“Taken to its logical extreme, PBS would have us just retransmit their programs and pay a lot of dues, which is what the vast majority of the stations do,” said Bava, the KCET chair. “But that is not our history, or what our local talent dictates or what this city demands. It’s not how we can best serve our citizens.”

PBS spokeswoman Anne Bentley disputed KCET’s reasoning and said that the station pays about the same percentage of its operating revenue to the network as other affiliates. She said the station got the lion’s share of its shows, and many other benefits, from being with the network. And Bentley rejected the notion that PBS hasn’t done its own substantial belt-tightening.

KCET’s leaders said they would like to become a more limited partner with PBS, which would give them access to just a quarter of the network’s programming but also cut their dues substantially. That would be similar to the arrangement for KOCE.

KCET hopes it might form a consortium with its Orange County cousin and two other public stations — the Los Angeles school district’s KLCS and the Inland Empire’s KVCR — to offer a full range of PBS programs in Southern California.

The consortium would also allow the four stations to combine some operations, cut back office costs and coordinate fundraisers so viewers would not be pummeled by multiple on-air pledge drives at the same time. The arrangement would allow KCET to plow money saved from dues reductions back into new programs.

The dues issue has become particularly sensitive as donors big and small have pulled the purse strings tight. An operating budget (not counting money raised for programs) that stood at $37.4 million for the year ending in June 2009 is expected to be slashed by $10 million in the current year.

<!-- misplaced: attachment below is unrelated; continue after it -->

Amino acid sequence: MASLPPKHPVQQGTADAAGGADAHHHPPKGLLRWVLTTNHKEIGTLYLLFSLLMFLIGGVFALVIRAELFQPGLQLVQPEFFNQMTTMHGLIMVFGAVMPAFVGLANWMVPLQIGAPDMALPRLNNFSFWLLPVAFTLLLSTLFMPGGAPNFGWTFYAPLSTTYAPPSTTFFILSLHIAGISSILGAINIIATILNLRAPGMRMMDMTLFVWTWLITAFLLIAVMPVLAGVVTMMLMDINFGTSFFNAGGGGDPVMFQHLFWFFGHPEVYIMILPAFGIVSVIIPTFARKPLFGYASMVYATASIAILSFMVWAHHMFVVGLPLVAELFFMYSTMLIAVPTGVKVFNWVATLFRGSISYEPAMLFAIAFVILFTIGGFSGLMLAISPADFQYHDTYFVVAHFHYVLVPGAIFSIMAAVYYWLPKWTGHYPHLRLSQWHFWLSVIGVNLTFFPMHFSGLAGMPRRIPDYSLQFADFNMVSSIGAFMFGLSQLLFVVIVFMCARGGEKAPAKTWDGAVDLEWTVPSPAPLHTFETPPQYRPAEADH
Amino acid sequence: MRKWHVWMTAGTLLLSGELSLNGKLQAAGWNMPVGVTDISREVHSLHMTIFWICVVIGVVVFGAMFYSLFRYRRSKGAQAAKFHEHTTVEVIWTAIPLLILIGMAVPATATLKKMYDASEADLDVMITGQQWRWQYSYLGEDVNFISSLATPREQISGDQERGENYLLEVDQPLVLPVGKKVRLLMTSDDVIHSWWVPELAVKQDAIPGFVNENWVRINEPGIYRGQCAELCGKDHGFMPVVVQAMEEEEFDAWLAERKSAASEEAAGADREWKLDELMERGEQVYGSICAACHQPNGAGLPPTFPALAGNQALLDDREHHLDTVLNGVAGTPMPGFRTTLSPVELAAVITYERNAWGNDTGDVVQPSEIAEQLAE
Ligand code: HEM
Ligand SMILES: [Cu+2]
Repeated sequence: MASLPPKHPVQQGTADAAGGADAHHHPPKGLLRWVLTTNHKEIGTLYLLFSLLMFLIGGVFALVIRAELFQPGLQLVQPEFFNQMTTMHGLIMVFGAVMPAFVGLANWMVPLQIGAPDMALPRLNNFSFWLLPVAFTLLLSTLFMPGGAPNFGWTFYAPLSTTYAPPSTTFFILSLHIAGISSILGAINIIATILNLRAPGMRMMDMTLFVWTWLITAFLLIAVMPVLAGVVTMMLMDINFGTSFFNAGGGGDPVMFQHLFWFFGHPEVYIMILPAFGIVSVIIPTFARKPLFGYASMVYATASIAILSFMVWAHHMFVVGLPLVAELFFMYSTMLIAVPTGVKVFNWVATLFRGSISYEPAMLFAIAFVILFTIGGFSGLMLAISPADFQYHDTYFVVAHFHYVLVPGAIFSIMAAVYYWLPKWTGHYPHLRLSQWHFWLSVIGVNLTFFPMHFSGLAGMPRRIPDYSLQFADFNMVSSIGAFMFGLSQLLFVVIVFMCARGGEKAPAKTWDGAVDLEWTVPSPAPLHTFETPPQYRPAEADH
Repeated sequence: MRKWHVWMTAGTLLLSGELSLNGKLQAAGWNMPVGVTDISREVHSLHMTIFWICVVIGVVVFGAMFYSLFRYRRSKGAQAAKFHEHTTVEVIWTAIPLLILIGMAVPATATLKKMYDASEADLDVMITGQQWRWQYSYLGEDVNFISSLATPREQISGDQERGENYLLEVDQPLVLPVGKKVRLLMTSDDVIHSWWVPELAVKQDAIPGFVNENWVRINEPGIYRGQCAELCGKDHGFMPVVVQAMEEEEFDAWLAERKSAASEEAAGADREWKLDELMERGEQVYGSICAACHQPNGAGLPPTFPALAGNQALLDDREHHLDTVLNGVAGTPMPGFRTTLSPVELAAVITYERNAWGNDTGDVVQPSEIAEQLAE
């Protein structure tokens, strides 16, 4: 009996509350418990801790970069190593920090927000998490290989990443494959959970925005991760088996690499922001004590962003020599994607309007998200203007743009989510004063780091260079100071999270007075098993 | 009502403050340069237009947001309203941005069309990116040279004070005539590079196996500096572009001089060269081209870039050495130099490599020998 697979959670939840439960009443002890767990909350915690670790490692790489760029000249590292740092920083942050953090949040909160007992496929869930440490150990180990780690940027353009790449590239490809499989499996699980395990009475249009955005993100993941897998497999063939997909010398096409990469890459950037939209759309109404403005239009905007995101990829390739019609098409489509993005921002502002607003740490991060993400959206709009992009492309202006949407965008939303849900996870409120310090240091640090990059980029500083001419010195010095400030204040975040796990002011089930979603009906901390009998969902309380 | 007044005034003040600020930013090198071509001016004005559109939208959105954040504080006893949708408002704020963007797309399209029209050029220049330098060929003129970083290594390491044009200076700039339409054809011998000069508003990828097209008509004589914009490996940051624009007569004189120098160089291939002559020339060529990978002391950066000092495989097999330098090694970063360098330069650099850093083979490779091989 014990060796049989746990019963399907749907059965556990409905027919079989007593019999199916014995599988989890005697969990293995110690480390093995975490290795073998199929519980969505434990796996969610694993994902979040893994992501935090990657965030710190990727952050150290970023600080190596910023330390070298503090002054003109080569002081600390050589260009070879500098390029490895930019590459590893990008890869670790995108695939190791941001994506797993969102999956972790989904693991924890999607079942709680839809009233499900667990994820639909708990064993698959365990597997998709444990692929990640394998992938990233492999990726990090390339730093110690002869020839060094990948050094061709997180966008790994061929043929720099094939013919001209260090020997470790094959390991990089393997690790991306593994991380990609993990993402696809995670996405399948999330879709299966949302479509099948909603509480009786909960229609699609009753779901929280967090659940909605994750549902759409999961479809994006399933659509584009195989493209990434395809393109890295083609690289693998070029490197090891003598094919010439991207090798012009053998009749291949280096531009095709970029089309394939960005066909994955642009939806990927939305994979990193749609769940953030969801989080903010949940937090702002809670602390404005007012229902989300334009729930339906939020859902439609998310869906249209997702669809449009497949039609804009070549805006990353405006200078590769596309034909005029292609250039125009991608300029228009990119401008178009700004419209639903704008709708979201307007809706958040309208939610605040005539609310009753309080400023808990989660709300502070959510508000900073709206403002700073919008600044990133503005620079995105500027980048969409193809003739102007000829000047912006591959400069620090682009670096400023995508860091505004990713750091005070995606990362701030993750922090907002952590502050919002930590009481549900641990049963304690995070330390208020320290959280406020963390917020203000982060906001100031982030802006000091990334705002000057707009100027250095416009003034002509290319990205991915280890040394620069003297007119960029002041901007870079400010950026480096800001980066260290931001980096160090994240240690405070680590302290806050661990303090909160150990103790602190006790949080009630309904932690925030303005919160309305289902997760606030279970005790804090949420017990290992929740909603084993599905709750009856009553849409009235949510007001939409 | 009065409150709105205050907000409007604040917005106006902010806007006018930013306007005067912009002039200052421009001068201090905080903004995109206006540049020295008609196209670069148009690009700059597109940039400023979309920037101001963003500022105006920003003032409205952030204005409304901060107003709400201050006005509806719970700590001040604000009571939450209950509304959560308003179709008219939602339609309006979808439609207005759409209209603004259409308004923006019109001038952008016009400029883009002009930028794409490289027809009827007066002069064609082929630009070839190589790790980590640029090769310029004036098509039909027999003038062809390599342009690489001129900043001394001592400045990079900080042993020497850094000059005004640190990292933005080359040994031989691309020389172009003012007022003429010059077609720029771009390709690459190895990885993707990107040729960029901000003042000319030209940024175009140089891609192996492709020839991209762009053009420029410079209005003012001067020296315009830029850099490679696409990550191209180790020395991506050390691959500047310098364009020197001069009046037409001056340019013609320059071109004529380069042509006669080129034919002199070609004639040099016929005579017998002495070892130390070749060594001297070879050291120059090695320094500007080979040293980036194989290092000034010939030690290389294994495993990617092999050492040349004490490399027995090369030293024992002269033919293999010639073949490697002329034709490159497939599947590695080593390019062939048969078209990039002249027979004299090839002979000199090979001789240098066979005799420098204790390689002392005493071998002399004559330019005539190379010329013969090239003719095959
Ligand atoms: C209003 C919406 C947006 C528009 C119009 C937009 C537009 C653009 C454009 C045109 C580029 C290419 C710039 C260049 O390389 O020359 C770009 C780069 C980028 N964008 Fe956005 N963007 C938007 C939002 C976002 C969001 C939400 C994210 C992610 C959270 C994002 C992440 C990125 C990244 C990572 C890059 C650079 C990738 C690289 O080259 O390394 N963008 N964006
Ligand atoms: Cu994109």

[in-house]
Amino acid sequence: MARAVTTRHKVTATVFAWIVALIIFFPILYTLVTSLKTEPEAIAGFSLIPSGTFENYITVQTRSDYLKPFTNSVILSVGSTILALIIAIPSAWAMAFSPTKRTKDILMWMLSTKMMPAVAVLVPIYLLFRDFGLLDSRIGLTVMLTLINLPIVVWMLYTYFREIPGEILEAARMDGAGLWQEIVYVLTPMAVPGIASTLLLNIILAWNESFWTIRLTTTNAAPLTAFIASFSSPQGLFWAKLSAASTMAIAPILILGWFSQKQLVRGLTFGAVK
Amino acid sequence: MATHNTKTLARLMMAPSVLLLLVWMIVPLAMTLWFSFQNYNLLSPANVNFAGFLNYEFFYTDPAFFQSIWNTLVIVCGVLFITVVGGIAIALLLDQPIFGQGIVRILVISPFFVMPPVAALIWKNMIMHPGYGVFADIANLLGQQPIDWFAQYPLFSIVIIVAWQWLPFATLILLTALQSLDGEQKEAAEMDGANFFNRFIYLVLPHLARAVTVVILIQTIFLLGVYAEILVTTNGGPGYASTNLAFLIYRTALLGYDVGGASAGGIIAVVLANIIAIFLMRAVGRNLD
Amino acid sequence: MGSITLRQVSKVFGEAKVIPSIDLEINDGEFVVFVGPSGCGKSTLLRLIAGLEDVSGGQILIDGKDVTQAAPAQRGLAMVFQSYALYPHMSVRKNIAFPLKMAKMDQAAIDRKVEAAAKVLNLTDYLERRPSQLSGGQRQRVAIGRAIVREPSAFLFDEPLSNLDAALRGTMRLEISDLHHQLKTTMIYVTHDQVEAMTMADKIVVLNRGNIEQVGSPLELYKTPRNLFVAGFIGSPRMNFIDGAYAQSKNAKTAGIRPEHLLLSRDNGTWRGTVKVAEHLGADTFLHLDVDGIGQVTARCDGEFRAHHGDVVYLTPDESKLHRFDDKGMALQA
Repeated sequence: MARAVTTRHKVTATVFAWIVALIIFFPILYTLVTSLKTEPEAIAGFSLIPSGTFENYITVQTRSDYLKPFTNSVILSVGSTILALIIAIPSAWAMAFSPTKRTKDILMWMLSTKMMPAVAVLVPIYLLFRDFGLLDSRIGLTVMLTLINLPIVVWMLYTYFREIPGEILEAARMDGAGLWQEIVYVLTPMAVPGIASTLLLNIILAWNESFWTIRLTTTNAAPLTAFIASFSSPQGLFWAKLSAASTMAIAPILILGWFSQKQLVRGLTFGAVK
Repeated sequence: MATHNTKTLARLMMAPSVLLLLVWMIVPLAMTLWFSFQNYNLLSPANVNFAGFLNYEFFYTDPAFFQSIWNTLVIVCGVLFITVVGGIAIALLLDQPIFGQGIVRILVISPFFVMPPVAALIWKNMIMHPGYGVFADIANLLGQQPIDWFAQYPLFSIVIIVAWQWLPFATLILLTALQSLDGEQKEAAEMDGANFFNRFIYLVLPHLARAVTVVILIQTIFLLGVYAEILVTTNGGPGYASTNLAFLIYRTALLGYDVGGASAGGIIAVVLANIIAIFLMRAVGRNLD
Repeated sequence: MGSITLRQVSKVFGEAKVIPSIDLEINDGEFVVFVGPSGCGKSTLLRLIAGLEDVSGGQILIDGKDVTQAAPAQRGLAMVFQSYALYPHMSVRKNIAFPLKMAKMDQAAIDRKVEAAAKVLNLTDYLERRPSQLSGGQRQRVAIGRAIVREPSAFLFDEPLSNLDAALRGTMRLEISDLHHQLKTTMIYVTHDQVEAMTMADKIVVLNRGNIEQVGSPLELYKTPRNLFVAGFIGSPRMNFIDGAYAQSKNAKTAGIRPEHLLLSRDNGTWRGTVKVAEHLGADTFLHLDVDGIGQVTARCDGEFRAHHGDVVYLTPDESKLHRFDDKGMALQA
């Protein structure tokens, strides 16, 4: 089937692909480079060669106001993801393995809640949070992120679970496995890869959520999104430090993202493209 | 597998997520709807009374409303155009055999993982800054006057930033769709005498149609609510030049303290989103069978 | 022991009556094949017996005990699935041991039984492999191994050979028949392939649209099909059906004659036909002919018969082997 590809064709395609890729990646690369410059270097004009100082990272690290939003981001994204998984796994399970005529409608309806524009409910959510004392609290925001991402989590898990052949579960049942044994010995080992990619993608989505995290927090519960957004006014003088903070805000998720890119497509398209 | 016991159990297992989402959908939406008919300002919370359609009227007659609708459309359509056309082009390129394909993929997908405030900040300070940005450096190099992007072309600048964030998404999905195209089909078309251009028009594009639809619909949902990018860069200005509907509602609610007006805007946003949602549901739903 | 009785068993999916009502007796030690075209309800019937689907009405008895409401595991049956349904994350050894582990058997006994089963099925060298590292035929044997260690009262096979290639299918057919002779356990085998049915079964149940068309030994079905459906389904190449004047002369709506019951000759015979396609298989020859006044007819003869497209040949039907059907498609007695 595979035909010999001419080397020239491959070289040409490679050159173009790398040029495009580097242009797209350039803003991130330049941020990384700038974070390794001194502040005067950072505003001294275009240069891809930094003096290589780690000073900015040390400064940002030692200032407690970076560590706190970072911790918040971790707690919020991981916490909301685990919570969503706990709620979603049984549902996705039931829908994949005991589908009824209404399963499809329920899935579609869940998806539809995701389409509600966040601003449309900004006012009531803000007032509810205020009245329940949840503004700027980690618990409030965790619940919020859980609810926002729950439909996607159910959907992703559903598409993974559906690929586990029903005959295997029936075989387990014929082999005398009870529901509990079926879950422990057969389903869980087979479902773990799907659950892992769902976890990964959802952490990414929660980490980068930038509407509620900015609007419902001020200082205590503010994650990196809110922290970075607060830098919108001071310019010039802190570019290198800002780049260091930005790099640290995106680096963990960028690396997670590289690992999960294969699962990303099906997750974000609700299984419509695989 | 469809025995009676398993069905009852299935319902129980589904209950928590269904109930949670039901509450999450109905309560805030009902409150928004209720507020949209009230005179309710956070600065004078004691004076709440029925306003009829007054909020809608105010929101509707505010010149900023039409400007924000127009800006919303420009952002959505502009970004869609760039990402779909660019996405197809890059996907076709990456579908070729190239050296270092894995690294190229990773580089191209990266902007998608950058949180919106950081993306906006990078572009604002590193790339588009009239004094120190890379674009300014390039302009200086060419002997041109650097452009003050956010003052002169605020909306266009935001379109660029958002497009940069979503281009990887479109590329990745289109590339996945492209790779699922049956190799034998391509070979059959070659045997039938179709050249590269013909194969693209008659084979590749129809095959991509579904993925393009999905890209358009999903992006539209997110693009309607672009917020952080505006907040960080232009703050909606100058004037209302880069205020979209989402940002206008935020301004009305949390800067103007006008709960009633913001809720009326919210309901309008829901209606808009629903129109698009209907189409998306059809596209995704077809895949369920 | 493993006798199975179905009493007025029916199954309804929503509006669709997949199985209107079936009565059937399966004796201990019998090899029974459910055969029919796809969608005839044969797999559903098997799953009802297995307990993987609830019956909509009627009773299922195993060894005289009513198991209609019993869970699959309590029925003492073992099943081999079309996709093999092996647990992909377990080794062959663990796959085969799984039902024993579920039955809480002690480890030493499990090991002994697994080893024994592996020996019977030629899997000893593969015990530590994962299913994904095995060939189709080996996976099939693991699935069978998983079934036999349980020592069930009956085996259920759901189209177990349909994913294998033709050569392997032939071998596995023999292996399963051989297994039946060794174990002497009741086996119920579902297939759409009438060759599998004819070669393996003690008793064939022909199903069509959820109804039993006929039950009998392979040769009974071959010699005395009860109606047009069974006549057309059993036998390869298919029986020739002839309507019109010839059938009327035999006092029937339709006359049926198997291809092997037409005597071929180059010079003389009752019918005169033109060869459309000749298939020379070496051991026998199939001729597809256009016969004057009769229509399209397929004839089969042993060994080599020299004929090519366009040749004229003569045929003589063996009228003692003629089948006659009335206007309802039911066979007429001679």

A few rounds of layoffs have reduced the staff from 170 to 132. Jerome said three vice presidents have been cut in the last two years, leaving a dozen that rank or above. In 2007, the last time a public report was filed on the nonprofit’s operations, eight executives earned around $200,000 or more. Jerome’s salary then was $388,000.

Potential buyers have been touring the Silver Lake property. A sale of the studios, which have been operating since 1912 (under various owners), could be a possible source of cash. The station’s leaders say they simply can’t continue business as usual.

They described an exit from PBS only as a last resort. Jerome said he is confident that a compromise can be reached. If not, he said, he has no doubt that KCET would thrive without “The News Hour,” “Sesame Street” and “Frontline,” though he is not ready to say exactly what the station would offer in their places.

It’s hard to put a huge amount of faith in promises of big things to come, given the station’s history of unfulfilled plans.

Still, it remains an article of faith of many that Los Angeles simply has too much creative and entrepreneurial power to be anything less than a leading light in the public television constellation.

Just for starters, couldn’t KCET create a new show featuring the Los Angeles Philharmonic and its charismatic young musical director, Gustavo Dudamel? Wouldn’t a Spanish-language version of the program find an audience, even in Central and South America? What about tapping into the local music or acting communities?

As Silverman’s volunteer stint a few years back proved, there is no shortage of ideas of what KCET could and should be. There’s mostly been a shortage of funds, thrift and follow through. At our public television station, it’s time for a little more walk and a little less talk.

Twitter: latimesrainey